Nothing But Net: The Physics of Free-Throw Shooting

Nov 04, 2009
basketball

(PhysOrg.com) -- Pay attention, Shaq: Two North Carolina State University engineers have figured out the best way to shoot a free throw - a frequently underappreciated skill that gets more important as the game clock winds down.

To get a swish rather than a brick, you need the best possible conditions for releasing the basketball from your hand, say Drs. Chau Tran and Larry Silverberg, mechanical and aerospace engineers at NC State and co-authors of a peer-reviewed study.

The engineers used hundreds of thousands of three-dimensional of basketball free-throw trajectories to arrive at their conclusions. After running the simulations, Tran and Silverberg arrived at a number of major recommendations to improve free-throw shooting.

First, the engineers say that shooters should launch the shot with about three hertz of back spin. That translates to the ball making three complete backspinning revolutions before reaching the hoop. Back spin deadens the ball when it bounces off the rim or backboard, the engineers assert, giving the ball a better chance of settling through the net.

Where to aim? Tran and Silverberg say you should aim for the back of the rim, leaving close to 5 centimeters - about 2 inches - between the ball and the back of the rim. According to the simulations, aiming for the center of the basket decreases the probabilities of a successful shot by almost 3 percent.

The engineers say that the ball should be launched at 52 degrees to the horizontal. If you don’t have a protractor in your jersey, that means that the shot should, at the highest point in its arc to the basket, be less than 2 inches below the top of the backboard.

Free-throw shooters should also release the ball as high above the ground as possible, without adversely affecting the consistency of the shot; release the ball so it follows the imaginary line joining the player and the basket; and release the ball with a smooth body motion to get a consistent release speed.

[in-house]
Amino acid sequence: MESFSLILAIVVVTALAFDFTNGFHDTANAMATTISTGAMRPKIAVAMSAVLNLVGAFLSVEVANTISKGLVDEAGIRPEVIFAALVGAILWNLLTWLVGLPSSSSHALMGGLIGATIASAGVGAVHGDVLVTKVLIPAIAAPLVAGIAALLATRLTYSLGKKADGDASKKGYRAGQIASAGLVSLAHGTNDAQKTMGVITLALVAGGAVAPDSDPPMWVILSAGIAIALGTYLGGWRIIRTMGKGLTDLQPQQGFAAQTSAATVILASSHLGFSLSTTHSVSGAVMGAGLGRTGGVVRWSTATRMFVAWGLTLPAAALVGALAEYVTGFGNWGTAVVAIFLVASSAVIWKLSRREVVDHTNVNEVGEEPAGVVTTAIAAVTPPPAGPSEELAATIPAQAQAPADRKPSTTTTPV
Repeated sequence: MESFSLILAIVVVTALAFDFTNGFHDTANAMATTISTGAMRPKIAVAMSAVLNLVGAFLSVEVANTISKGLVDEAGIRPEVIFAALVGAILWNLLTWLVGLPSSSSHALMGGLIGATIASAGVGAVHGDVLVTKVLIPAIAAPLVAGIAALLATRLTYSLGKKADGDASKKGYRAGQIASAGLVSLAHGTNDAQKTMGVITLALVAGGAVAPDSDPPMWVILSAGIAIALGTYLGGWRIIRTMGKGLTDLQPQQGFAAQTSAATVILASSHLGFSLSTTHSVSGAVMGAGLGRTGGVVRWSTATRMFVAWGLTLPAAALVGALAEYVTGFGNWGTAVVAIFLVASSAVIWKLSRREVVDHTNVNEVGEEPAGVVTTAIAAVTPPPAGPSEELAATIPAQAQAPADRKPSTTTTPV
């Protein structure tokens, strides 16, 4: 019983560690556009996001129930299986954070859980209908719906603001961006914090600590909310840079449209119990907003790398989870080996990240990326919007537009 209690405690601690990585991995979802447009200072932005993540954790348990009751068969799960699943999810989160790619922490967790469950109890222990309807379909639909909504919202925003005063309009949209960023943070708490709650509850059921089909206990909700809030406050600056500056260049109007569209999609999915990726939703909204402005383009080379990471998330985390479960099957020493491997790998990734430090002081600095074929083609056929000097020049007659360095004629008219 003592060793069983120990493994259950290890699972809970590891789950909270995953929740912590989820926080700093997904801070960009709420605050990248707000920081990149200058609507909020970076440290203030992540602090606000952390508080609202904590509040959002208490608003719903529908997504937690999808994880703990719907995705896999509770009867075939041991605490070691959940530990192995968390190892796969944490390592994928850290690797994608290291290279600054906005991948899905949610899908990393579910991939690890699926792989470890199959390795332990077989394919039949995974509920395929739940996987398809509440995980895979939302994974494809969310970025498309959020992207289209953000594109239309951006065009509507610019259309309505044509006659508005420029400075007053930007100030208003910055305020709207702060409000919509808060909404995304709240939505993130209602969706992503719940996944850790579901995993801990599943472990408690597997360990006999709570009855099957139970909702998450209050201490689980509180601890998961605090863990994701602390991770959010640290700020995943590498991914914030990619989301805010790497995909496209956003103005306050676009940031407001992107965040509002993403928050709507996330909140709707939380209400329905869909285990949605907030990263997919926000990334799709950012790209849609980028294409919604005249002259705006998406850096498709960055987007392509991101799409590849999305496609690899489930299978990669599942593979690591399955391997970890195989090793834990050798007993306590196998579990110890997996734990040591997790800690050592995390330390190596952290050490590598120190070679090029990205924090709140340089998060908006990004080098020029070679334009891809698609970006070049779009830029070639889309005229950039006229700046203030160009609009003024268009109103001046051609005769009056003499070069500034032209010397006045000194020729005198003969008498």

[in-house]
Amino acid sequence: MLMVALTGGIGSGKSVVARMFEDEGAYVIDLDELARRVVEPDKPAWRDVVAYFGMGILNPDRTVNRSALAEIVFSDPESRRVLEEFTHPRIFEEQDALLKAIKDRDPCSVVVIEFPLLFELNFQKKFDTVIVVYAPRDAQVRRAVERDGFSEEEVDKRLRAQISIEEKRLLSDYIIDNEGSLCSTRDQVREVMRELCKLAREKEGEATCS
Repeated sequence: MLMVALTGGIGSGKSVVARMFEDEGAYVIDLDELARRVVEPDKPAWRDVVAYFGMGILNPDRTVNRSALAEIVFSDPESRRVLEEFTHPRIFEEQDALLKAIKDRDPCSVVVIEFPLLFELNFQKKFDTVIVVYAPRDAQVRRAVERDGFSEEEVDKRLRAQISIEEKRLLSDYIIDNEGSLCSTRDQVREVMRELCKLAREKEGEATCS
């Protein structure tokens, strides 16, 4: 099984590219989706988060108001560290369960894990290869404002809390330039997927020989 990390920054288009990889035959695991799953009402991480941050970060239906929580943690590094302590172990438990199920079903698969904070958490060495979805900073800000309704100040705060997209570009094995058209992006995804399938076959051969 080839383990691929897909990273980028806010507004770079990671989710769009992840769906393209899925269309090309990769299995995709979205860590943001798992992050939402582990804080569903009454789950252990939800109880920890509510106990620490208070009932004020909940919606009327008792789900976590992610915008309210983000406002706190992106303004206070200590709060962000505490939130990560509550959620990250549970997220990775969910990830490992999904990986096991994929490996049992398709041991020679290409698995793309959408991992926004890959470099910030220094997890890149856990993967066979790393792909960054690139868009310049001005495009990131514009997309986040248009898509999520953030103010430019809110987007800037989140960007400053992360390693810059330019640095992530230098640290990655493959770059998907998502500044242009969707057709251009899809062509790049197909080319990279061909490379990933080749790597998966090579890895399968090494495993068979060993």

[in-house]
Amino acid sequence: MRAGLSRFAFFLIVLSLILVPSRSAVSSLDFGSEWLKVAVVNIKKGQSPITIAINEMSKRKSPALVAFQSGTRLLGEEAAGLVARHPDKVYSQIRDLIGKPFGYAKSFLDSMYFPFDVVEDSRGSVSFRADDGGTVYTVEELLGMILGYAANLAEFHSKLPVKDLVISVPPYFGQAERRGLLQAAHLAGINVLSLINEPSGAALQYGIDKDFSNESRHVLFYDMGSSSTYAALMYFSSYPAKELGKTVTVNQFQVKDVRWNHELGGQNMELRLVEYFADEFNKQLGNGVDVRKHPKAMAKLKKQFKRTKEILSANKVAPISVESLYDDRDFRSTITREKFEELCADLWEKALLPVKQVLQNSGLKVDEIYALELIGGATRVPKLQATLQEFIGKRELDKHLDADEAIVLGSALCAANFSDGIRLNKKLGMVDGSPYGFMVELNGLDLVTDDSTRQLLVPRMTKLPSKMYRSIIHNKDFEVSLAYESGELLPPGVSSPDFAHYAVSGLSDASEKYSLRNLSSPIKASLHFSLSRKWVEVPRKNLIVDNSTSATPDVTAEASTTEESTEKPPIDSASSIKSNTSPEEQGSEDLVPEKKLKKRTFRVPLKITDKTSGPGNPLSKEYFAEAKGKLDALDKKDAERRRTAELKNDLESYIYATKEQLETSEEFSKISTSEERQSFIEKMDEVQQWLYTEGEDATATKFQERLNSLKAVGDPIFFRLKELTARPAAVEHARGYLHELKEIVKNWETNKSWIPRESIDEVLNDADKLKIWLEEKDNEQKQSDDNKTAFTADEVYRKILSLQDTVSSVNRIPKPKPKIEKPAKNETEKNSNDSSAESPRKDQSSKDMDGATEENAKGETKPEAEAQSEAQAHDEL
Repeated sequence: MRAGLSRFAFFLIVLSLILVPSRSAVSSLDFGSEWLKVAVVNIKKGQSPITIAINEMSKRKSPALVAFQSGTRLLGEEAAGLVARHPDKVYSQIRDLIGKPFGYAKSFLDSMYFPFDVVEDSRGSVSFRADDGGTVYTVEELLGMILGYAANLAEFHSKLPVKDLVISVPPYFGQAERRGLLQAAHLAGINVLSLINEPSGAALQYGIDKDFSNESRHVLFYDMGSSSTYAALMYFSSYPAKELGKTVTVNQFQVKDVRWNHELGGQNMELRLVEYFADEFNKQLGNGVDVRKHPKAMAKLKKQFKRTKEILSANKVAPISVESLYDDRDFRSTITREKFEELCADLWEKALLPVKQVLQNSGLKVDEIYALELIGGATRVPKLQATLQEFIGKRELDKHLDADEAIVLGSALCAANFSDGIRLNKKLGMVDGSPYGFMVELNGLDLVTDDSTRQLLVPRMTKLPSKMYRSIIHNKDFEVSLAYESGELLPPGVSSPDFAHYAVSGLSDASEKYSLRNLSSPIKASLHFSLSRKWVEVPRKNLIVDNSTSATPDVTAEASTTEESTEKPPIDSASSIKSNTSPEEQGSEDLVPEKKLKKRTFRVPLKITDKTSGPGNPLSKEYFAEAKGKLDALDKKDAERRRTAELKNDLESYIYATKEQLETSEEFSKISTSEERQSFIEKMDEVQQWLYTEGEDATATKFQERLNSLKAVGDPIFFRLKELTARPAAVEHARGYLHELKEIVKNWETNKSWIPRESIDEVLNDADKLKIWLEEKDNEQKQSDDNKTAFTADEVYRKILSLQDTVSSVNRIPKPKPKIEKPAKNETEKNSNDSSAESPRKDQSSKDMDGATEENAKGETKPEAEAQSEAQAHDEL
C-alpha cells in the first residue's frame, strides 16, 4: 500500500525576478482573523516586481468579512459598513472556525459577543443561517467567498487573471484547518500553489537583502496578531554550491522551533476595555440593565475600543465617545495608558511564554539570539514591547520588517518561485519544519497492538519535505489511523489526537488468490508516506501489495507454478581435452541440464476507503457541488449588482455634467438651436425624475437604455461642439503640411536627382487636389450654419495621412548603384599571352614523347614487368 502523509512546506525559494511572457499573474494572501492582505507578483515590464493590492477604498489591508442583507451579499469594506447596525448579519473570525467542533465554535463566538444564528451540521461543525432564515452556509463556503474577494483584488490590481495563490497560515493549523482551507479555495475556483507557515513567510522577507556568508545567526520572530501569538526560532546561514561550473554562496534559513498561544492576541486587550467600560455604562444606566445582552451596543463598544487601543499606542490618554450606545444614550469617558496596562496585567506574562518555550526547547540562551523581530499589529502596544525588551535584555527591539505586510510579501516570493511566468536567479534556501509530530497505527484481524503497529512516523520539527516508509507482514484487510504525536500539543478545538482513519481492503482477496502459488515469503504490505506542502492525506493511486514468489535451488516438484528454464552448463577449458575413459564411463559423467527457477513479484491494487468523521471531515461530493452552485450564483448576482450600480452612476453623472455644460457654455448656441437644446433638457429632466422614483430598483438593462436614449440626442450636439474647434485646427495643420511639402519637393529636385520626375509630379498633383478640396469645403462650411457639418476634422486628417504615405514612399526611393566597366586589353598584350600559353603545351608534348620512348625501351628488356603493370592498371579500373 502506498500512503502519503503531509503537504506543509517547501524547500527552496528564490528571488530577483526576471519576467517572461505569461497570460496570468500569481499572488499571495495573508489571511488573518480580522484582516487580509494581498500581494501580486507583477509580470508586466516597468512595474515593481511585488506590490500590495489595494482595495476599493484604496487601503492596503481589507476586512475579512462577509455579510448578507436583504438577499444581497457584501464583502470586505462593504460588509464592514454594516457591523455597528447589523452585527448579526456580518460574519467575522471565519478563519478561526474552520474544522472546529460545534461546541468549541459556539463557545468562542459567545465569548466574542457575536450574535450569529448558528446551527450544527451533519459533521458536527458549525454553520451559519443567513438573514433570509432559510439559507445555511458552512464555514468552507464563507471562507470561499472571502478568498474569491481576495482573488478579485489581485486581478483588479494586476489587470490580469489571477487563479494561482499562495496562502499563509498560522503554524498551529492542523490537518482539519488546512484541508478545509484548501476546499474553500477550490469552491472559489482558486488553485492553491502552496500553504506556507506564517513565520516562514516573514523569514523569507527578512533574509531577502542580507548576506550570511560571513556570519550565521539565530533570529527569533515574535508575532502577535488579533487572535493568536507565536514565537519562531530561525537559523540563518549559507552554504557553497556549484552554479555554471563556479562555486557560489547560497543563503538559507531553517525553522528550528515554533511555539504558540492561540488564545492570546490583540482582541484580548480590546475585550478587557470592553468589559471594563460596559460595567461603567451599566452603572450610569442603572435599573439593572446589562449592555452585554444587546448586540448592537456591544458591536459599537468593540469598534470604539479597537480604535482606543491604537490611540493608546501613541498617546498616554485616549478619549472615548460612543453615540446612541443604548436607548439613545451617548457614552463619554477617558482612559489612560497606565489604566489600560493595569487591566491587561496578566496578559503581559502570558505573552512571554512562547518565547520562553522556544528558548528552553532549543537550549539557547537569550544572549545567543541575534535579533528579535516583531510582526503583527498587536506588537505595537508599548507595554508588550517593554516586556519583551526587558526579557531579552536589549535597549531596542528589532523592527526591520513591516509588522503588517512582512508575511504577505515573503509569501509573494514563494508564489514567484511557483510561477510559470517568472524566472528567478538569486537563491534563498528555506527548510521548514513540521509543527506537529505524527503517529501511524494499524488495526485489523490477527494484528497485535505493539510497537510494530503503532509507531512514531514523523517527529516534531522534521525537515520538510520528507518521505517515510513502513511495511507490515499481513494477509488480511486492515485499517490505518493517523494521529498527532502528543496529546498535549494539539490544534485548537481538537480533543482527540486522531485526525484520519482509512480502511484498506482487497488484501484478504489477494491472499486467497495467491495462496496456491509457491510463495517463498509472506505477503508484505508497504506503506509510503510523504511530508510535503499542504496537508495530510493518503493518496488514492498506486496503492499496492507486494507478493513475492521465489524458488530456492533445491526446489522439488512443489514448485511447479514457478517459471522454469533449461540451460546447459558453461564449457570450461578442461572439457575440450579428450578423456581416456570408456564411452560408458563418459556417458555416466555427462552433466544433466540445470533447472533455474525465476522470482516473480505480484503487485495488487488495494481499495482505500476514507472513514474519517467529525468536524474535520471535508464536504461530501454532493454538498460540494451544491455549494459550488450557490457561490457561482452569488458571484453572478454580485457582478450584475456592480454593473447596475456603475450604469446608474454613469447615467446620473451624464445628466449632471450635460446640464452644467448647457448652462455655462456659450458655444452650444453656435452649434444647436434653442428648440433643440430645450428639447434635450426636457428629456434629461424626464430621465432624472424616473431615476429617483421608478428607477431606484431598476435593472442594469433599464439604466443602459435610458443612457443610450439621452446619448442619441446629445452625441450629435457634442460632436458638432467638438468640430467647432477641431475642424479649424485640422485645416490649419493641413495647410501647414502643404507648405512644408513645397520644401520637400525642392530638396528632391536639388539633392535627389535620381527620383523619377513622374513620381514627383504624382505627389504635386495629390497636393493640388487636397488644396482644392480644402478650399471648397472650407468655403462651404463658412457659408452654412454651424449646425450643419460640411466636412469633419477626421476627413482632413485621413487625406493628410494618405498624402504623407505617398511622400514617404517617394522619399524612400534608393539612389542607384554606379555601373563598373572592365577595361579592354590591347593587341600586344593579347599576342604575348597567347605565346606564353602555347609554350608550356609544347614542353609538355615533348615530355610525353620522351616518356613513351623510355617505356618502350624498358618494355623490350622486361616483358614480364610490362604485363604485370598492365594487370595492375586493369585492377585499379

“Our recommendations might make even the worst free-throw shooters - you know who you are, Shaquille O’Neal and Ben Wallace - break 60 percent from the free-throw line,” Silverberg says with tongue firmly in cheek. “A little bit of physics and a lot of practice can make everyone a better shooter from the free-throw line.”

The engineers used a men’s basketball for the study; it is heavier and a bit larger than basketballs used in women’s games. They also assumed that the basketball player doing the shooting was 6 feet 6 inches tall, and that he released the 6 inches above his head, so the “release height” was set to 7 feet. The free-throw line is 15 feet from the backboard, a cylinder-shaped opening that is 10 feet off the ground. Though it looks smaller, the diameter of a regulation basketball hoop is 18 inches; the diameter of a men’s is a bit more than 9 inches.

More information: Optimal release conditions for the free throw in men's basketball, Journal of Sports Sciences, Volume 26, Issue 11 September 2008 , pages 1147 - 1155, DOI: 10.1080/02640410802004948

Provided by North Carolina State University (news : web)

Explore further: Lifting the brakes on fuel efficiency

add to favorites email to friend print save as pdf

Related Stories

Physics can improve your football